Fr. Brian Zumbrum’s homilies and reflections are posted weekly at Leaven in the World prior to a given Sunday. To see the archive of all his posts, just click here: Salesian Sermons
19th Sunday in Ordinary Time | August 8/9, 2015
PROTIP: Before reading on, be sure to take a look at the Sunday readings here. This homily focuses on the first reading and the ‘Bread of Life’ theme found in the Gospel reading.
In 2005, my family and I made my 1st trip to North Carolina to join the rest of our extended family to celebrate our grandmother.
This was no small undertaking.
8 children, spouses, dozens of grandchildren, in-laws, and great-grandchildren all smashed into one house for a never-ending week of story-telling, card playing, laughing and endless eating.
On the final night of the trip, my grandmother, broken foot and all, finally waded out into the water with my uncle on her one side and I on her other. As she stood gazing over the horizon, she asked a question that I have never forgotten.
“Do you mind if I cry now?”
I remember answering, “Of course Nana.”
She then proceeded to say . . . “I have missed him every day since he’s been gone.”
See my grandfather had died of cancer before I was born, leaving my grandmother alone with eight children, some still in high school and college. For the next few decades, she became the unstoppable matriarch . . . attending every wedding, graduation and baptism. Travelling from Canada to Texas, from Ohio to Harrisburg to check-in on her family.
She was always smiling, always supportive, always joy-filled.
And yet, this whole time, she carried this weight. And now, for a moment, I was watching as she laid it down.
I couldn’t help but think of my grandmother as I reflected on the 1st reading for this weekend.
For I can’t help but see my grandmother in the figure of Elijah.
He too had known more than his share of hardship and suffering. His entire life had been a battle against the authority figures of his day. He was driven into hiding. He had watched as his fellow prophets were murdered. And in the end, he was alone, a solitary voice fleeing to the wilderness.
And like my grandmother, he reached the point when he too was ready to lay that weight down.
And yet, for both of them, this was not the end of the journey. Elijah would continue on his prophetic journey, proclaiming God’s word for years to come. My grandmother would continue to serve as the matriarch for several more years before finally rejoining her husband.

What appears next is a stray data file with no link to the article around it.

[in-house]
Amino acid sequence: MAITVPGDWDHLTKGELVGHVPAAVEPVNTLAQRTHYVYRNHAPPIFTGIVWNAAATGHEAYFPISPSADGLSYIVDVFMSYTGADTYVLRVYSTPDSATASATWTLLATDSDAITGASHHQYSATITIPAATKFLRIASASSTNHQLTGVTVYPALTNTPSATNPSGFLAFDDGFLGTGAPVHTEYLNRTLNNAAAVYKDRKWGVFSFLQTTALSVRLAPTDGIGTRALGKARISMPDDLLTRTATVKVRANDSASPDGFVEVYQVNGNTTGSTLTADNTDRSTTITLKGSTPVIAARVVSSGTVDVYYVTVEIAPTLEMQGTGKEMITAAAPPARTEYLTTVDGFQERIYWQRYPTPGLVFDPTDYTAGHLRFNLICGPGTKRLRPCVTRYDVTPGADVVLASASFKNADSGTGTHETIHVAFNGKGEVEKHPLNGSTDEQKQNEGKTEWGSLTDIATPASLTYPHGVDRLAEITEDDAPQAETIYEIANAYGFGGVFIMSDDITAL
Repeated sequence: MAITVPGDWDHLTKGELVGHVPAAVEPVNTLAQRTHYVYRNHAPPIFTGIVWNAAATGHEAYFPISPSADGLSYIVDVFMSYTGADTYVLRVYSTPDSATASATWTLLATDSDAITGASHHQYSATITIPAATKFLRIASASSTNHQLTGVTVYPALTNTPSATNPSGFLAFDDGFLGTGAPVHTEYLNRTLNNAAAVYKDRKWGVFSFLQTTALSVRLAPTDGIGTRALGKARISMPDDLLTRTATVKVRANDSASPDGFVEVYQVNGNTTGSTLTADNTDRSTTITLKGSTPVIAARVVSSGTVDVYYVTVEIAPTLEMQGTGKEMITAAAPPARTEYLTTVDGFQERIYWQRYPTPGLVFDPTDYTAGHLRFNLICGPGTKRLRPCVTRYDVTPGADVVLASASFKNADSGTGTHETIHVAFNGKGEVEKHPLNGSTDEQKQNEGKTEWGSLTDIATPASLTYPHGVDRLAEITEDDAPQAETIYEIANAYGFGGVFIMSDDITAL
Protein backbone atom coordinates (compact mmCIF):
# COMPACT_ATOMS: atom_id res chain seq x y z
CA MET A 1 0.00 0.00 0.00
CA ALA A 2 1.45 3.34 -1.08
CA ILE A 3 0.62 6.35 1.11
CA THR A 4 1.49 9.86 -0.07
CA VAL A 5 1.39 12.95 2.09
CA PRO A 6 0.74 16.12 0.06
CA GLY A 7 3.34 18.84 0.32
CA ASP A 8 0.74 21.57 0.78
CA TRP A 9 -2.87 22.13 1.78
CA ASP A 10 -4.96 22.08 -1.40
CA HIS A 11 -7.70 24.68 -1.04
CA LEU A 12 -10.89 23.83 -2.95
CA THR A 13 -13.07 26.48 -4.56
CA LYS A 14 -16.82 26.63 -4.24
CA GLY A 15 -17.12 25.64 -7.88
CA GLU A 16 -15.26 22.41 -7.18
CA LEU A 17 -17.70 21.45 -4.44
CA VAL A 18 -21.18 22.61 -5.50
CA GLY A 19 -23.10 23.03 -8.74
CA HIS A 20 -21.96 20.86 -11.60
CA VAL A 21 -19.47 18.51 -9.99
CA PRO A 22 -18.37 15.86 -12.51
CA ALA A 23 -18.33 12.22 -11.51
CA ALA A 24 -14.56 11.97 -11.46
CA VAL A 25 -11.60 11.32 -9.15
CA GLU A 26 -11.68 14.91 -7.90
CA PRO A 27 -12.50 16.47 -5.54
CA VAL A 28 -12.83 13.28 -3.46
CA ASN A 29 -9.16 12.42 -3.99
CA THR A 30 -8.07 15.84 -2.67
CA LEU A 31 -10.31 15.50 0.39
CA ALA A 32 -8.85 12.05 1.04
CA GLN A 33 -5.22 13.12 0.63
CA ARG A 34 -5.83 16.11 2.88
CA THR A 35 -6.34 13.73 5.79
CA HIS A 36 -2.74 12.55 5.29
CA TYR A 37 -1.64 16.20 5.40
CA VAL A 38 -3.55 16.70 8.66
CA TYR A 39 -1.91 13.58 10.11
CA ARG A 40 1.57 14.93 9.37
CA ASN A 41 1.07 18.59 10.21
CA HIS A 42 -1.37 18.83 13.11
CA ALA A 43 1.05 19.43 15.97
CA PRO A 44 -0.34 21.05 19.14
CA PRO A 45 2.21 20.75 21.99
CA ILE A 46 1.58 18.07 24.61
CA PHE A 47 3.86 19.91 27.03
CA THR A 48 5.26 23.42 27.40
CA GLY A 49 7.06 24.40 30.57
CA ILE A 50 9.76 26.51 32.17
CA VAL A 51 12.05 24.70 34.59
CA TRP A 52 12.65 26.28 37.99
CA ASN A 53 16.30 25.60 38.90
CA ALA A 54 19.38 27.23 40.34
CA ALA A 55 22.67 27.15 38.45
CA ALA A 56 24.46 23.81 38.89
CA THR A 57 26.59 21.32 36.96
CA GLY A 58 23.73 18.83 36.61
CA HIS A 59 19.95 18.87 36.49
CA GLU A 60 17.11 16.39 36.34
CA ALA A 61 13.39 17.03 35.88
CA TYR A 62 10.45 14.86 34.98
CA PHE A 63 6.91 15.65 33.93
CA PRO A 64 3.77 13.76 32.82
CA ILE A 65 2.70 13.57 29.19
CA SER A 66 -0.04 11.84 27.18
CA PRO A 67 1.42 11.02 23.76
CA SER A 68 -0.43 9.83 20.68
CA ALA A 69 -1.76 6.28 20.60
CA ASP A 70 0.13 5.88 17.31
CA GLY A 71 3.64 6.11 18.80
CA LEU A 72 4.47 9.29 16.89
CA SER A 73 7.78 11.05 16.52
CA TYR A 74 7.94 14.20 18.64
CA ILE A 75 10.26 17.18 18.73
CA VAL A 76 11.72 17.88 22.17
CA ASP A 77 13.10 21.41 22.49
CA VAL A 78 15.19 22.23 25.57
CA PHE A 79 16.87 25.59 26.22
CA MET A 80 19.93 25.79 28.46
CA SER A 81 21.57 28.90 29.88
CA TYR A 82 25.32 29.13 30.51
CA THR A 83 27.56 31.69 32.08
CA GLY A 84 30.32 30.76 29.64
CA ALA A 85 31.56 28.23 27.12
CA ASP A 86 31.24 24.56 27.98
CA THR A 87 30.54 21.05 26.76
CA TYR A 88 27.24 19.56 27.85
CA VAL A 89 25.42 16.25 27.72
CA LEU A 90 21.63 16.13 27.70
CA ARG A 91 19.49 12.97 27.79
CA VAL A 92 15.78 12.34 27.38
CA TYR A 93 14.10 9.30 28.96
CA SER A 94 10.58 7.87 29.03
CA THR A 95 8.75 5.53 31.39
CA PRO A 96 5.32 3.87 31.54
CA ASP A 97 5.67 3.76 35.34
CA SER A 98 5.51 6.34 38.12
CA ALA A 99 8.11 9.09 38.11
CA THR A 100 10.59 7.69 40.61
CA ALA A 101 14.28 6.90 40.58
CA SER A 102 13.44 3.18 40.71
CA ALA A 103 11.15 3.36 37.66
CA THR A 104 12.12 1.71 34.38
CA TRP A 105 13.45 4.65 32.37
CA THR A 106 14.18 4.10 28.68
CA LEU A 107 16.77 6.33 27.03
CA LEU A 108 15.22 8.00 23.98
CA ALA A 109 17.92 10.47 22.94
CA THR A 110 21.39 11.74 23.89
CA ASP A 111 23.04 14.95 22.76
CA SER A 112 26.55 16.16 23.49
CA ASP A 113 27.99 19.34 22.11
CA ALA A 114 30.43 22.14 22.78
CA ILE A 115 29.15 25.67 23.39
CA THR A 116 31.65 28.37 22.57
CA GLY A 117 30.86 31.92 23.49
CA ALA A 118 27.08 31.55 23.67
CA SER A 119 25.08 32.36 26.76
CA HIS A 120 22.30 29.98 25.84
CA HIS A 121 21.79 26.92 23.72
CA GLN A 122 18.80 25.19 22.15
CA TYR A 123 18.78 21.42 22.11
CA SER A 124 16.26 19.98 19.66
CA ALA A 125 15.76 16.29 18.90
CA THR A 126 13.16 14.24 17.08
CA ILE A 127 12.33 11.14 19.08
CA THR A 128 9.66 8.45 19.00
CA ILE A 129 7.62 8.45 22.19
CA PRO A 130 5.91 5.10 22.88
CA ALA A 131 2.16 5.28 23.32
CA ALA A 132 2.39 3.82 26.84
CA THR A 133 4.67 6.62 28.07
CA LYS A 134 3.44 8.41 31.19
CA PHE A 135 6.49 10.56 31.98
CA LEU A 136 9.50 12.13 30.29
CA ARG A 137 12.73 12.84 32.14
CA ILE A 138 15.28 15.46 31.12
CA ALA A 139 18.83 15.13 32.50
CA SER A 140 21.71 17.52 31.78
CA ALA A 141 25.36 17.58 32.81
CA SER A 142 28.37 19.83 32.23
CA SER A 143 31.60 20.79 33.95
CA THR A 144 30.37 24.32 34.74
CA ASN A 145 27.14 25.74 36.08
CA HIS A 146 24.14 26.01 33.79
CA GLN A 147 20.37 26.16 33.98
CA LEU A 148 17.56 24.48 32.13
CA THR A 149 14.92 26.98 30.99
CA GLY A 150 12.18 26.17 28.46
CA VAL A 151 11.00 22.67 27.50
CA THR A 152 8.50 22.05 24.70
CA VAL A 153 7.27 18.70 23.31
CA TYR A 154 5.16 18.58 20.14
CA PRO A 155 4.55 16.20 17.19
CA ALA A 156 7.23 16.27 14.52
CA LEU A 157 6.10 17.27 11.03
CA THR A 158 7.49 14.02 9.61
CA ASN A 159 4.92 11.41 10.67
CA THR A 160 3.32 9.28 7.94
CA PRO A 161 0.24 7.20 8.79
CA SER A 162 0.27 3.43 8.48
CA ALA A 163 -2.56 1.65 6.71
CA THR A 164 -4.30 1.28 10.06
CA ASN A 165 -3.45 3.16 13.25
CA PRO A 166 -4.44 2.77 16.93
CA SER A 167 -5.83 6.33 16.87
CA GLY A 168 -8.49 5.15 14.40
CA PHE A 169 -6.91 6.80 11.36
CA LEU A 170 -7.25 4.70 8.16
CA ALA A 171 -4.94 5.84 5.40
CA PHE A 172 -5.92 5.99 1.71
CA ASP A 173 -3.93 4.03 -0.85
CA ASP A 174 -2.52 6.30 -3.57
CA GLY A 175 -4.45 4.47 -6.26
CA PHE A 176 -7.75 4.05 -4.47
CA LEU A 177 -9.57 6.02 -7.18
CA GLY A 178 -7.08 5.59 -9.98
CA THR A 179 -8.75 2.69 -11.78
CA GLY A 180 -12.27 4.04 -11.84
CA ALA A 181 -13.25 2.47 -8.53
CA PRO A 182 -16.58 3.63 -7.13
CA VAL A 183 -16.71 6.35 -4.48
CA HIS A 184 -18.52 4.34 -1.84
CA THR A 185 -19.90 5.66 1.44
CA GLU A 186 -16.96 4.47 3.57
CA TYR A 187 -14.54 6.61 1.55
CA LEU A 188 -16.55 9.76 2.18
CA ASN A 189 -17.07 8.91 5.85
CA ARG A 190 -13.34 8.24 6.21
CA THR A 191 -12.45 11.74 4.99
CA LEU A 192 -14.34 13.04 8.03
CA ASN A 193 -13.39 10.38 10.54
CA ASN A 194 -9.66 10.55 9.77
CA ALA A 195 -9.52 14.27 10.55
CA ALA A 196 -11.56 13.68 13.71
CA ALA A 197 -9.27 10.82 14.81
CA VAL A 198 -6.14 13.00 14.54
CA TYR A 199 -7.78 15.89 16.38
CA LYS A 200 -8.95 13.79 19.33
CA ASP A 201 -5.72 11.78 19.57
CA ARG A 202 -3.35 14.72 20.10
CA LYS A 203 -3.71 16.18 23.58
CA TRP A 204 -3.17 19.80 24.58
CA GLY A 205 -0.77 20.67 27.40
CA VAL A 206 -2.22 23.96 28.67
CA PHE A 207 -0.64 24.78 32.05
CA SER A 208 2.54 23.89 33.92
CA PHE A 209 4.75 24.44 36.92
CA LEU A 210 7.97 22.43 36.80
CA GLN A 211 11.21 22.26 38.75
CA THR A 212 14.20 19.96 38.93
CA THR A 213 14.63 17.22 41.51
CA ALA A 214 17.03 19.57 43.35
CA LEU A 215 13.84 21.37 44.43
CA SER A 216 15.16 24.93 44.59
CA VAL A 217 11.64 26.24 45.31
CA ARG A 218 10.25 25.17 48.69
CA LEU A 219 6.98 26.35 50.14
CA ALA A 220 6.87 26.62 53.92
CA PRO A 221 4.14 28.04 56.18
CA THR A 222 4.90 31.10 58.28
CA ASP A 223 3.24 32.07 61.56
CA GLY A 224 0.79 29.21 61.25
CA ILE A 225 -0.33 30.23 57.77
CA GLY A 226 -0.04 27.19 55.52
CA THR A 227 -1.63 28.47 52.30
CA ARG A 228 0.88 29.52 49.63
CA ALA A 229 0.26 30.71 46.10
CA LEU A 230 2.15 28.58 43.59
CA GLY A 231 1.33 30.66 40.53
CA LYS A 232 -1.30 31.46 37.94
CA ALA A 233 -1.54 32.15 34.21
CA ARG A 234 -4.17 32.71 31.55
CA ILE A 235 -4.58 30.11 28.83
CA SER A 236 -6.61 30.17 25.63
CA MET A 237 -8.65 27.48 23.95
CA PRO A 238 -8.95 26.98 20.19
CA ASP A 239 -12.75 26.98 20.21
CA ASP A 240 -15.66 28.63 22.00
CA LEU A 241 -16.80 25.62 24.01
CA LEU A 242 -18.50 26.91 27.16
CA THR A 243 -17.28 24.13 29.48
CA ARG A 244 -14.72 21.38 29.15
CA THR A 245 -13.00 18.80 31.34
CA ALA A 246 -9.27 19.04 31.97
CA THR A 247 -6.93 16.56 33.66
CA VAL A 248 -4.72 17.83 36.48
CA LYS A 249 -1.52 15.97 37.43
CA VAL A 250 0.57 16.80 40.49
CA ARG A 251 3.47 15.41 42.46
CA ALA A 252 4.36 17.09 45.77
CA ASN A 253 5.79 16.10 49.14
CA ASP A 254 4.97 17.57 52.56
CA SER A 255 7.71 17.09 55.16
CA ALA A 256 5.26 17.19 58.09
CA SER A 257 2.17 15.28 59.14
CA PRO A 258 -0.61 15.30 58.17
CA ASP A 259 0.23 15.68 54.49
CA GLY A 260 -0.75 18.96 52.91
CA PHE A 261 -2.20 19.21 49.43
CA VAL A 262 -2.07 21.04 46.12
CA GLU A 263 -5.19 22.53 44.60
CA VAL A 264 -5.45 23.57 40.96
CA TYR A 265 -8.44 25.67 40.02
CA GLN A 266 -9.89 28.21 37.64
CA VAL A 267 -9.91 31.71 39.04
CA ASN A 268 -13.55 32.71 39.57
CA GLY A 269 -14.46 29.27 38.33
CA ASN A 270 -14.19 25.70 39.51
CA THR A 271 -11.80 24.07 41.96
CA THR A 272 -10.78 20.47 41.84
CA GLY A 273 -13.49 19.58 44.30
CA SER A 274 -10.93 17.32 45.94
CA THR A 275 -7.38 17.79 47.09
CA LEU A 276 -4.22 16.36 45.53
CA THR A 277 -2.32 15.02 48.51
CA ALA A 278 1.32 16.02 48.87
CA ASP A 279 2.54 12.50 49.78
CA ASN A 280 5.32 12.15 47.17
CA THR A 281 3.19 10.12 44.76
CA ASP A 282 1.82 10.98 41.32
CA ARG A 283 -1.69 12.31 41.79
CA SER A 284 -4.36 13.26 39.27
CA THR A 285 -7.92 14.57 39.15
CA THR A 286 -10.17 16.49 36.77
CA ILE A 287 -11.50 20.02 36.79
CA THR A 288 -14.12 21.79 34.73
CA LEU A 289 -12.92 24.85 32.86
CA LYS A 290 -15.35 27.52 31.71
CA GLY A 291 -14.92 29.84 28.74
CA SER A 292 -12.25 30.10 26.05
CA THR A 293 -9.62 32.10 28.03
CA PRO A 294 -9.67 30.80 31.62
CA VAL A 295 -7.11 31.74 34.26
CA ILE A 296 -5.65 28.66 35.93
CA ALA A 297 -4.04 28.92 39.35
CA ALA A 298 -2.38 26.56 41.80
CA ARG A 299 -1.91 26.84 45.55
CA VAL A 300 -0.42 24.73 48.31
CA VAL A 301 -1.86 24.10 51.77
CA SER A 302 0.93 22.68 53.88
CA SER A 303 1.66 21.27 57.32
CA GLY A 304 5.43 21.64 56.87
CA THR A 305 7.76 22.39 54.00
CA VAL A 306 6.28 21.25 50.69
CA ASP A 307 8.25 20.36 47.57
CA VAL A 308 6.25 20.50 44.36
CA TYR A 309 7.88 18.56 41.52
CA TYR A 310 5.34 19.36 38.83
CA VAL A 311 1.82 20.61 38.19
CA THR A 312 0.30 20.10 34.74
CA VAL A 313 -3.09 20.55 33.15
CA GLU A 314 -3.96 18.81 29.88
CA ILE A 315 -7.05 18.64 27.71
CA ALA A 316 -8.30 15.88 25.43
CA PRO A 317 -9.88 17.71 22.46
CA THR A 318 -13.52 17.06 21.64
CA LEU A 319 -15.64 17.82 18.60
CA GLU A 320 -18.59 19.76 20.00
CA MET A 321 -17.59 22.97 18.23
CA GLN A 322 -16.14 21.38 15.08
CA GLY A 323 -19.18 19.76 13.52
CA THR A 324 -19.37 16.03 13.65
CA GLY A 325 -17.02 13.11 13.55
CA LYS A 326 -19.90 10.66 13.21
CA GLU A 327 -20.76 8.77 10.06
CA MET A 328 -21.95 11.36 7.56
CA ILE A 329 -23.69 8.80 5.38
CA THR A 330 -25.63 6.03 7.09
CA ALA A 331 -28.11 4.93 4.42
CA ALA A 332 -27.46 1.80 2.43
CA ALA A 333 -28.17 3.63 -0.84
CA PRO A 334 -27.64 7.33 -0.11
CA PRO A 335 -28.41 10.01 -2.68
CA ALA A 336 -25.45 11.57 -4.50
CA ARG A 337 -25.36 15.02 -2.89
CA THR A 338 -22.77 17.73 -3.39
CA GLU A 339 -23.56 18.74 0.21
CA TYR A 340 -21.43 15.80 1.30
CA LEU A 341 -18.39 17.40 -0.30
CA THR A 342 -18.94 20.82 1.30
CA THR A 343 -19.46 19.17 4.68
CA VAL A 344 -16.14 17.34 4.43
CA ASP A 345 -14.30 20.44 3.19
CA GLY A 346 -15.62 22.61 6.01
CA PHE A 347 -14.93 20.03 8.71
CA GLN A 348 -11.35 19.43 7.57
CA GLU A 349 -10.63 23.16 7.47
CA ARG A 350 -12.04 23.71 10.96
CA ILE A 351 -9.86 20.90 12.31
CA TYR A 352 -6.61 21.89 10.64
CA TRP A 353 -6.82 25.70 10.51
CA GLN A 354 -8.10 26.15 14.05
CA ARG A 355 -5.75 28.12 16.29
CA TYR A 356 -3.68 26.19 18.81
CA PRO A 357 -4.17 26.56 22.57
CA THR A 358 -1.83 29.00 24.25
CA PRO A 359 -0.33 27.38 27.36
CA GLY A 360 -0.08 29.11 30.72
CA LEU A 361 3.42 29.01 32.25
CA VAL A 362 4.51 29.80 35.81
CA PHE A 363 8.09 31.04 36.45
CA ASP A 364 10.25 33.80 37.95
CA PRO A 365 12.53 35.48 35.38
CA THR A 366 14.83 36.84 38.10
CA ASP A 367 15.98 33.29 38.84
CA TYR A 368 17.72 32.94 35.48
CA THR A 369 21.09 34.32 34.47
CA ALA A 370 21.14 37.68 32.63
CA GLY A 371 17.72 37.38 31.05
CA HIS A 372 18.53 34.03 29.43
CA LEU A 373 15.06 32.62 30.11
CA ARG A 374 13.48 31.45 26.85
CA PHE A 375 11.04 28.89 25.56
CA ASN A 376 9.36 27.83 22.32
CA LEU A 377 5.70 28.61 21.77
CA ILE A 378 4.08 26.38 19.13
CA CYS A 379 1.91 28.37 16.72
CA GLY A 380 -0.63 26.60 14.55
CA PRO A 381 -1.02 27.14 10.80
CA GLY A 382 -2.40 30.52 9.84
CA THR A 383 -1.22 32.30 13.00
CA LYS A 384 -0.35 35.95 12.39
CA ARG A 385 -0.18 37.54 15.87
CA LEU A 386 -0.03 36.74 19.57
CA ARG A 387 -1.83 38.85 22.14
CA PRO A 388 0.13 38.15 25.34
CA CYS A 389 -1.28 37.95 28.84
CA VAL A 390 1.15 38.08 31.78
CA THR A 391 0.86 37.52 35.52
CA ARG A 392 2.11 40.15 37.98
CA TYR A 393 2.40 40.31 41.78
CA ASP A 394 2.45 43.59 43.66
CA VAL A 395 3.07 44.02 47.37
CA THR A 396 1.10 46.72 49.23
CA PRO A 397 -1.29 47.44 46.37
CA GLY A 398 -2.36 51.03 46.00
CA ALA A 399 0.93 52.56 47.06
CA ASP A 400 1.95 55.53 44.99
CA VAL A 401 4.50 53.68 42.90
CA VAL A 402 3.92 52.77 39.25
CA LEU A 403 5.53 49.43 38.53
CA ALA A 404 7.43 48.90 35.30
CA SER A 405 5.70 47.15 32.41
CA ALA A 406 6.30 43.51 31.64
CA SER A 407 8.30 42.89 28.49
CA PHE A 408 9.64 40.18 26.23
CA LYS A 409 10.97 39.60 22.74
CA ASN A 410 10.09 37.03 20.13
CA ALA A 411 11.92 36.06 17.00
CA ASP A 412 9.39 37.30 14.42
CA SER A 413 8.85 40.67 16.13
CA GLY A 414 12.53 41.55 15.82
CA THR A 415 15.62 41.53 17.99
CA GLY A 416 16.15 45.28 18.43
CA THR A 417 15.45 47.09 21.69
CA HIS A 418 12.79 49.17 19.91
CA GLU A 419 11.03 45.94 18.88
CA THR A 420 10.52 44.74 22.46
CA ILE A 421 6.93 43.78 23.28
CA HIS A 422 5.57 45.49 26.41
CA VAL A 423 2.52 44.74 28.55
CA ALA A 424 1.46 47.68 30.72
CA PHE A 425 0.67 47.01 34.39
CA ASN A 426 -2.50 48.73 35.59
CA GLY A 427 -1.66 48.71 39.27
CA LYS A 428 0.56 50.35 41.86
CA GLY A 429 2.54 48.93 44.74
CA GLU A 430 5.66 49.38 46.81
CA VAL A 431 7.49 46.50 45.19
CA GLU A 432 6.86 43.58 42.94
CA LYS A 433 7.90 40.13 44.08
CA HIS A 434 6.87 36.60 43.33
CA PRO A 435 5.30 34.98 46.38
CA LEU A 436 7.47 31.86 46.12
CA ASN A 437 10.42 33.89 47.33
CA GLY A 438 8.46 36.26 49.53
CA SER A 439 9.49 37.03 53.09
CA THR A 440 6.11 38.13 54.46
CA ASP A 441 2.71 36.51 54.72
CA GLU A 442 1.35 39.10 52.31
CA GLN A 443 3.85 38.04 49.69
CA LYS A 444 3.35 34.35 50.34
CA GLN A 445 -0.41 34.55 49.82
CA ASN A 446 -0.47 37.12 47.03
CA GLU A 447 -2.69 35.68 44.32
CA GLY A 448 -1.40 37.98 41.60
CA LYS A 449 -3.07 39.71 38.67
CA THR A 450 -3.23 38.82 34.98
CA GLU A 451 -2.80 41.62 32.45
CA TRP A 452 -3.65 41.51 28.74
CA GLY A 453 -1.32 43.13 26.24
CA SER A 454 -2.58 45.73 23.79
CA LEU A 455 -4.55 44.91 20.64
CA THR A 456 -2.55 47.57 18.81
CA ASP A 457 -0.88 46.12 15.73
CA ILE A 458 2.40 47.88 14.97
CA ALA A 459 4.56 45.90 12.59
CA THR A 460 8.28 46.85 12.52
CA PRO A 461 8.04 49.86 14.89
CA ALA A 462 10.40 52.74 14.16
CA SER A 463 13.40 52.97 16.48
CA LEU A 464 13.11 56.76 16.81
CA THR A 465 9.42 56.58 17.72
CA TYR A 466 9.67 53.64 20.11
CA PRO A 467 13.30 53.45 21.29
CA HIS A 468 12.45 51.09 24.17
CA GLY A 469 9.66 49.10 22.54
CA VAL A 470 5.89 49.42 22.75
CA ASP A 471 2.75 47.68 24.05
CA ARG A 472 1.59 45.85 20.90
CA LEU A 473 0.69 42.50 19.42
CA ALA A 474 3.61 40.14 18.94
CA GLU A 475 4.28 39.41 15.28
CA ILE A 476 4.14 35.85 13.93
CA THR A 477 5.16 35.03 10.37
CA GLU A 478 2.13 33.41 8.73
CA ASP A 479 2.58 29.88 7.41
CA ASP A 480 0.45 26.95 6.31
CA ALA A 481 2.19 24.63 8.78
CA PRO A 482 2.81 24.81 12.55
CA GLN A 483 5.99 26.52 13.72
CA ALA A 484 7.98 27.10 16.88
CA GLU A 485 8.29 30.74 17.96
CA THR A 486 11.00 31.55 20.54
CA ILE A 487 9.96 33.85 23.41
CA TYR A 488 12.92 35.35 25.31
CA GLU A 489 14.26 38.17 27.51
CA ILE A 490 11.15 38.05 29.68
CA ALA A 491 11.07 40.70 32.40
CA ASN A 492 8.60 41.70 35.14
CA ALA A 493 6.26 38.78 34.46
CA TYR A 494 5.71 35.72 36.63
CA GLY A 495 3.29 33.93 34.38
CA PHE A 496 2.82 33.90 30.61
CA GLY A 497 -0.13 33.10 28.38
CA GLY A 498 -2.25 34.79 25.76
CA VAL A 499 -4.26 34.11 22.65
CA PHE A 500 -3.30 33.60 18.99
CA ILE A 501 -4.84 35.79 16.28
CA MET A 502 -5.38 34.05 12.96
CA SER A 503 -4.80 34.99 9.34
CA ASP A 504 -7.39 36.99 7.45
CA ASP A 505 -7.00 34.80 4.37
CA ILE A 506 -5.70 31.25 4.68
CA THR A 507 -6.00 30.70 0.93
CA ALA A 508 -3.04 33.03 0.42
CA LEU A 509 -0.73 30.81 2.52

Leaving me with one question. How?
How did they find the strength and the courage to reshoulder that weight and journey on?
I believe that the answer to that question is at the heart of our readings and at the center of our celebration of the Eucharist.
See these last few weeks have been a journey into the heart of Jesus’ teachings on the Eucharist. And at the center of this mystery are some rather simple truths.
That each of us who come to this table will be fed. Fed with the Bread of Life that will strengthen us and nourish us for our journey. So that we too, like our foremothers and forefathers, will be able to come to this place, lay down our weights before the altar, and then find the grace to pick them up again.
That each of us who come to this table do not do so alone. We come to stand beside our sisters and brothers in faith so that we too can find a place where tears can be freely shed, forgiveness freely asked for and granted, hugs freely given, and joy freely shared.
My friends, we all come with the weights of the world on our shoulders. Some of these weights are relatively light, others are enormously heavy. But we all have them nonetheless.
We come with the weight of grief and loss. We have buried spouses and children, parents and friends. We, like Elijah, have faced the demons of depression and burnout.
We come with the weight of anxiety and fear. Of separation and starting over. Of new schools and uncertain deployments.
We come with the weight of failure, shattered dreams and regret. Of marriages that have ended and children that were never conceived or born. Of jobs that were terminated, parents who left and children who were estranged.
In the end, we have all dwelt in the shadow of the cross.
But what we experience here each week is a reminder that the cross is not the final word. Resurrection is.
Resurrection that transforms our crosses into the unexpected sources of new life.
And so I invite you my friends to eat of this life-giving bread, drink of this life-giving cup, share in this life-giving community that surrounds you.
And then let us go forth, with weights on our shoulders, but Christ in our hearts.
May God be Praised.